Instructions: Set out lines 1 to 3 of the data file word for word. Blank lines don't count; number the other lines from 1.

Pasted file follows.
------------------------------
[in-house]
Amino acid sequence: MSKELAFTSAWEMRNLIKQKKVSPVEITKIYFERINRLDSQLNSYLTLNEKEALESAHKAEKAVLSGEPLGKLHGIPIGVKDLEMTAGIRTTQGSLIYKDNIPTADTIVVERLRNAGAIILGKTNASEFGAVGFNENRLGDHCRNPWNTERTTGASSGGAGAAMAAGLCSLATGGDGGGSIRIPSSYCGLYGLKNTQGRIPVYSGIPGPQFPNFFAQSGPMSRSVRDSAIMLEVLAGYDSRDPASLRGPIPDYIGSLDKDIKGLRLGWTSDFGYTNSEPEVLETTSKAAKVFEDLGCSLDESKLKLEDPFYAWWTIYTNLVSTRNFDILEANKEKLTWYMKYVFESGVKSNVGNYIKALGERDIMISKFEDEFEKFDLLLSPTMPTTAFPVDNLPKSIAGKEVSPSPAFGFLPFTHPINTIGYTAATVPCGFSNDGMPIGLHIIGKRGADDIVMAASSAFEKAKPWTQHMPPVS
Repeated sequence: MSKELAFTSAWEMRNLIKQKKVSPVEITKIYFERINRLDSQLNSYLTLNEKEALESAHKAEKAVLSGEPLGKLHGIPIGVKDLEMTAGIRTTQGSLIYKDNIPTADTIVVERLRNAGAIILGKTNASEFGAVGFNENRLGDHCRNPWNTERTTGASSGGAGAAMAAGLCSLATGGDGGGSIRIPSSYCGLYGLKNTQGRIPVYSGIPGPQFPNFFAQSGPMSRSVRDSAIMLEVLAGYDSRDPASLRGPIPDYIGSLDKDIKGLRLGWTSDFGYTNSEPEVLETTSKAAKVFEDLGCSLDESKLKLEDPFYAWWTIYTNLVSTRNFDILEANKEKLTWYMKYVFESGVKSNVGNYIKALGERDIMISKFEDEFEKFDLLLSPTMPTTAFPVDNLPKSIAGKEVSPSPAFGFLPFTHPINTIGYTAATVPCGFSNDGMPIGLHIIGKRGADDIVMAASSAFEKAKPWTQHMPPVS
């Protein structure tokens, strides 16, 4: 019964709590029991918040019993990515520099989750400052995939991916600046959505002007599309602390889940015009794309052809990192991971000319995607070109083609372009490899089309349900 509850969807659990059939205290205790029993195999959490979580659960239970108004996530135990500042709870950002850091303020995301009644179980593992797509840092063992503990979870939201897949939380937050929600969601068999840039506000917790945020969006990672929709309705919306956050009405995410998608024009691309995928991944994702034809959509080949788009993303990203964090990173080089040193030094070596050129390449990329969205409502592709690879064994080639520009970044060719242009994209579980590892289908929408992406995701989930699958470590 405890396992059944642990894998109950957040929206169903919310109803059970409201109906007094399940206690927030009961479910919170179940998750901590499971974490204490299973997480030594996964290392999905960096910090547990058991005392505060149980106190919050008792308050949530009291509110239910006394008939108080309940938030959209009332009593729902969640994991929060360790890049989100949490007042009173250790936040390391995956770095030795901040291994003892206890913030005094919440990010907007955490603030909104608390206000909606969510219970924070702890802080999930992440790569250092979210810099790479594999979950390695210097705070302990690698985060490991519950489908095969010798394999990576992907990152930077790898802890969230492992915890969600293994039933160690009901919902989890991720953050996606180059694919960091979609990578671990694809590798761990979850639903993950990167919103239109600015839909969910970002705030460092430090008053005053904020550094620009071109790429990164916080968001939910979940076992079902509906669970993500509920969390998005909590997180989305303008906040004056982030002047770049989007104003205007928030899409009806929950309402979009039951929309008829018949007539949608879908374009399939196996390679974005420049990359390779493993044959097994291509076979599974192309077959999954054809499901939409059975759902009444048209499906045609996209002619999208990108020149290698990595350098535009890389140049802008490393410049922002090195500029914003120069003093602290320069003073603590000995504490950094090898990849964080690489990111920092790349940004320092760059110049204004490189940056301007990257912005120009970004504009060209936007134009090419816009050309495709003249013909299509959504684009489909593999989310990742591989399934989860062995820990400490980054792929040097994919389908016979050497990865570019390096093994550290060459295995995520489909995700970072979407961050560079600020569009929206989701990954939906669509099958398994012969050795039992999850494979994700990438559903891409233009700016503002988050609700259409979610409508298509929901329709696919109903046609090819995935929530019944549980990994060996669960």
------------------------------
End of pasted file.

[in-house]
Amino acid sequence: MSKELAFTSAWEMRNLIKQKKVSPVEITKIYFERINRLDSQLNSYLTLNEKEALESAHKAEKAVLSGEPLGKLHGIPIGVKDLEMTAGIRTTQGSLIYKDNIPTADTIVVERLRNAGAIILGKTNASEFGAVGFNENRLGDHCRNPWNTERTTGASSGGAGAAMAAGLCSLATGGDGGGSIRIPSSYCGLYGLKNTQGRIPVYSGIPGPQFPNFFAQSGPMSRSVRDSAIMLEVLAGYDSRDPASLRGPIPDYIGSLDKDIKGLRLGWTSDFGYTNSEPEVLETTSKAAKVFEDLGCSLDESKLKLEDPFYAWWTIYTNLVSTRNFDILEANKEKLTWYMKYVFESGVKSNVGNYIKALGERDIMISKFEDEFEKFDLLLSPTMPTTAFPVDNLPKSIAGKEVSPSPAFGFLPFTHPINTIGYTAATVPCGFSNDGMPIGLHIIGKRGADDIVMAASSAFEKAKPWTQHMPPVS
Repeated sequence: MSKELAFTSAWEMRNLIKQKKVSPVEITKIYFERINRLDSQLNSYLTLNEKEALESAHKAEKAVLSGEPLGKLHGIPIGVKDLEMTAGIRTTQGSLIYKDNIPTADTIVVERLRNAGAIILGKTNASEFGAVGFNENRLGDHCRNPWNTERTTGASSGGAGAAMAAGLCSLATGGDGGGSIRIPSSYCGLYGLKNTQGRIPVYSGIPGPQFPNFFAQSGPMSRSVRDSAIMLEVLAGYDSRDPASLRGPIPDYIGSLDKDIKGLRLGWTSDFGYTNSEPEVLETTSKAAKVFEDLGCSLDESKLKLEDPFYAWWTIYTNLVSTRNFDILEANKEKLTWYMKYVFESGVKSNVGNYIKALGERDIMISKFEDEFEKFDLLLSPTMPTTAFPVDNLPKSIAGKEVSPSPAFGFLPFTHPINTIGYTAATVPCGFSNDGMPIGLHIIGKRGADDIVMAASSAFEKAKPWTQHMPPVS